Heavy metal party and The Priest, part 2

The Quilt, made of Judas Priest concert Ts
Murph's 6th annual Metal Party is back, and this one goes to 11! The can't-miss metal event of year will feature the live music of The Priest, New England's premier Judas Priest tribute band. Wear your faded concert t-shirts and denim jackets and strap your leather cod pieces on tight. Prepare for yet another round of "classick" metal trivia, bad late night videos, and oft-told, slightly exaggerated stories of metal concerts from decades past. Metal rules, my friends, so "head out to the highway" to celebrate.

Food, some booze, and locale provided, but bring your own favorite drinks and apps or desserts welcomed. Hat will be passed around to defray some costs of band.

--Description from the Facebook page of Murph’s Metal Party, 6th annual

I knew I was in trouble when Tom, aka, KK Downing, pulled into my driveway with a minivan LOADED with equipment. I mean, this thing was jammed floor to ceiling with amplifiers, sound board, wires, guitars, god knows what.

“Holy shit, you guys brought a lot of equipment,” I said, bug-eyed as I stared at the pile of noise generating electronics that would soon be making its way into my living room.

“Oh no, that’s just mine,” Tom replied. His face was utterly dead pan and humorless.

Oh shit, I thought.

Monday, September 14, 2020

Heavy metal party and The Priest, Part 1

For five years, from 2011-2015, I hosted an annual heavy metal themed party. And had a blast. Ultimately it grew into something much more. Here’s the story…

It started out modest, a gathering of 8-9 buddies. My wife and daughters were out of state visiting my sister-in-law, a girls’ weekend. To celebrate my short-term bachelorhood I decided what I needed was a guy’s weekend, a gathering to drink beer and listen to heavy metal with some dudes. No more no less. We’ve all been there.

That first year we drank too much beer and ate ribs off the smoker. My old man did the cooking and stuck around for a few cold ones. I threw a few bags of chips on the table. We may or may not have ended up at a gentlemen’s club late night. No different than your average guy’s hangout. If there was one underlying commonality an outsider to the gathering might have noticed, it was the soundtrack and the garb: We listened exclusively to heavy metal, and many of us were wearing metal t-shirts.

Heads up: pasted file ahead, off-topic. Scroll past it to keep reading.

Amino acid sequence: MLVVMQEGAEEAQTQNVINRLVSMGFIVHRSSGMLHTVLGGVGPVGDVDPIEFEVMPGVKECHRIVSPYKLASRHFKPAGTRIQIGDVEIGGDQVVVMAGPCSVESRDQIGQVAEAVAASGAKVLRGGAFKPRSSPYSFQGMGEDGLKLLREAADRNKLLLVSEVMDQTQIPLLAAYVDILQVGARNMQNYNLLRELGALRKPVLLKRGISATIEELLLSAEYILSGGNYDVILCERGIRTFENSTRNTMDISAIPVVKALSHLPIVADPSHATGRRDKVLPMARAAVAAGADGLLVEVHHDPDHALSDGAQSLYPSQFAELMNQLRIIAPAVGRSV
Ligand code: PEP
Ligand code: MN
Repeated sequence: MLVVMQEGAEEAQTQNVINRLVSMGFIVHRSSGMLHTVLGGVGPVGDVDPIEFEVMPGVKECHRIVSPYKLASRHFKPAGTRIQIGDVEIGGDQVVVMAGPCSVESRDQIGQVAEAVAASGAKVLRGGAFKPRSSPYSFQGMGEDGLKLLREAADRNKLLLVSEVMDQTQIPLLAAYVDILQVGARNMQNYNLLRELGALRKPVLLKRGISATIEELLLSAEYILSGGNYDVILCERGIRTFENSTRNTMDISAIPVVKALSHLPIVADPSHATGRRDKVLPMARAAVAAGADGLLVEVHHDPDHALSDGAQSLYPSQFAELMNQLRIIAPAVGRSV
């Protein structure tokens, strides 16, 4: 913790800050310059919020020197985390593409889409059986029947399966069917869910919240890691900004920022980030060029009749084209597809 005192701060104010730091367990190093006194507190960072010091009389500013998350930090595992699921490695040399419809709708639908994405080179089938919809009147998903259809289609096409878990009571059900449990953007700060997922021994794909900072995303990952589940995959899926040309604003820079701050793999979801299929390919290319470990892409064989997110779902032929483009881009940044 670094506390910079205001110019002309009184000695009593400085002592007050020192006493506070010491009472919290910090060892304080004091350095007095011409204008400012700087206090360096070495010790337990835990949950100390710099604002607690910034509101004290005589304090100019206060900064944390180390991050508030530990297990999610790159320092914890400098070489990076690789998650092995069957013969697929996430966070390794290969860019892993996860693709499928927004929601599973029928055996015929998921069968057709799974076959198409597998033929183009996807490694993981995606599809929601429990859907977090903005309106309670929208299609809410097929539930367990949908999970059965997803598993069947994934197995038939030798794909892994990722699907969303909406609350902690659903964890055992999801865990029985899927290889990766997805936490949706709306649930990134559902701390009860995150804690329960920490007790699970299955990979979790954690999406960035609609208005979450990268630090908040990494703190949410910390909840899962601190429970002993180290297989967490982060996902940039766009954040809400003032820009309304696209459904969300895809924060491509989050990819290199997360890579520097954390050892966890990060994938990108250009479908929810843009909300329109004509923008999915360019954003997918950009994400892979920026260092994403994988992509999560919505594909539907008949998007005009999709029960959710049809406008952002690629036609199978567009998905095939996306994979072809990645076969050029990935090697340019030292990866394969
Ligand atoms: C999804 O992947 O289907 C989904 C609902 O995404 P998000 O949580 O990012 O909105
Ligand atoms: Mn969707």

A theme began to coalesce.

I think it was my friend Scott who eventually dubbed the gathering “the metal party” because of the music, the general crude nature of the affair, and the scarcity of women (metal concerts are largely sausage fests). The name stuck, and an informal guy’s hangout became something more.

Friday, September 11, 2020

Heavy metal. It's coming.

I've got a hell of a story to tell that I'm working on for the blog. Will be a few more days. Stay tuned.

Friday, September 4, 2020

Farewell to Charles Saunders

Word spread on Facebook last night that Charles Saunders, author of Imaro, has passed away. It is being reported he died in May. Odd that an obituary search turns up empty. 

Let's hope it may be a rumor, but it does not appear that way. Author Milton Davis, who continued in Saunders' "Sword-and-Soul" tradition, broke the news, and many authors, friends, and peers have chimed in since.

Imaro and its subsequent volumes deserves a longer post than I have time for at the moment, but I consider these terrific works of sword-and-sorcery. If not at the level of Howard/Leiber/Moorcock/Anderson, they rank up there with Henry Kuttner, Karl Edward Wagner, David Drake, and many other fine authors. 

I regret not contacting Saunders when I had the chance to let him know how much I enjoyed his work. Nyumbani, Saunders' fantastic parallel of Africa, is a rich and sharply realized setting worth exploring, and Imaro is a memorable character with a dark past whose relentless search turned inward, far more than most sword-and-sorcery heroes. As a black author working in a largely white field, Saunders was a pioneer and penned many thoughtful essays on his complex relationship with fantasy fiction and sword-and-sorcery ("Die Black Dog!" is worth seeking out). His stuff absolutely deserves a bigger following. The late Steve Tompkins of The Cimmerian website was one of Saunders' biggest champions and found a rich, mythic layer to the Imaro cycle.

Rest in peace.